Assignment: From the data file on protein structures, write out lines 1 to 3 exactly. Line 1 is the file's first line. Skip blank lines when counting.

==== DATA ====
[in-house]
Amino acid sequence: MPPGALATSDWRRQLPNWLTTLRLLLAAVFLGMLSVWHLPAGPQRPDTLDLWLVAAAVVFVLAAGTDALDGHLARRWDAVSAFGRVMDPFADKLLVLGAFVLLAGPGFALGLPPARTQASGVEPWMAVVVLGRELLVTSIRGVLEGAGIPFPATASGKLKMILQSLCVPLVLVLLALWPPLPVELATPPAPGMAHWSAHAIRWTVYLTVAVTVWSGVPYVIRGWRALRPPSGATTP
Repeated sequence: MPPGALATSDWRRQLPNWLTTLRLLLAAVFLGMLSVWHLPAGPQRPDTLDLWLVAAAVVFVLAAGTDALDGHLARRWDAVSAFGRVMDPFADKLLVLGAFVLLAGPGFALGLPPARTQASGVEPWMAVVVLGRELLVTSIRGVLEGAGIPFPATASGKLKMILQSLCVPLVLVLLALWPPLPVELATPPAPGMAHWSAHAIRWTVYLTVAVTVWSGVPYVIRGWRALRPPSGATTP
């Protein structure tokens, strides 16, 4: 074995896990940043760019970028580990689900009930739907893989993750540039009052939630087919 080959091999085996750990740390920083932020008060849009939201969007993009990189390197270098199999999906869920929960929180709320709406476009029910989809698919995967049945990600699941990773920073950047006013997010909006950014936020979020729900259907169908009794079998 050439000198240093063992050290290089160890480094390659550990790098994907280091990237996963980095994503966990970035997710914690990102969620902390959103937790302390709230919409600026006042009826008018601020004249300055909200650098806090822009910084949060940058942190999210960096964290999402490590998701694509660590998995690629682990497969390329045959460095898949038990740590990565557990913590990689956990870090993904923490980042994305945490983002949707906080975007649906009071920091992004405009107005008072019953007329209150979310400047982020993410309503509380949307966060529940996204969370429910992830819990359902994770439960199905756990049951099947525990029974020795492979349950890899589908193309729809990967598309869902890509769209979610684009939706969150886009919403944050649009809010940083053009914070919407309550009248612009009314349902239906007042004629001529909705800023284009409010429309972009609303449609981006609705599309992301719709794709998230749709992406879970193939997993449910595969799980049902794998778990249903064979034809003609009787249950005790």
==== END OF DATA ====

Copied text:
[in-house]
Amino acid sequence: MPPGALATSDWRRQLPNWLTTLRLLLAAVFLGMLSVWHLPAGPQRPDTLDLWLVAAAVVFVLAAGTDALDGHLARRWDAVSAFGRVMDPFADKLLVLGAFVLLAGPGFALGLPPARTQASGVEPWMAVVVLGRELLVTSIRGVLEGAGIPFPATASGKLKMILQSLCVPLVLVLLALWPPLPVELATPPAPGMAHWSAHAIRWTVYLTVAVTVWSGVPYVIRGWRALRPPSGATTP
Repeated sequence: MPPGALATSDWRRQLPNWLTTLRLLLAAVFLGMLSVWHLPAGPQRPDTLDLWLVAAAVVFVLAAGTDALDGHLARRWDAVSAFGRVMDPFADKLLVLGAFVLLAGPGFALGLPPARTQASGVEPWMAVVVLGRELLVTSIRGVLEGAGIPFPATASGKLKMILQSLCVPLVLVLLALWPPLPVELATPPAPGMAHWSAHAIRWTVYLTVAVTVWSGVPYVIRGWRALRPPSGATTP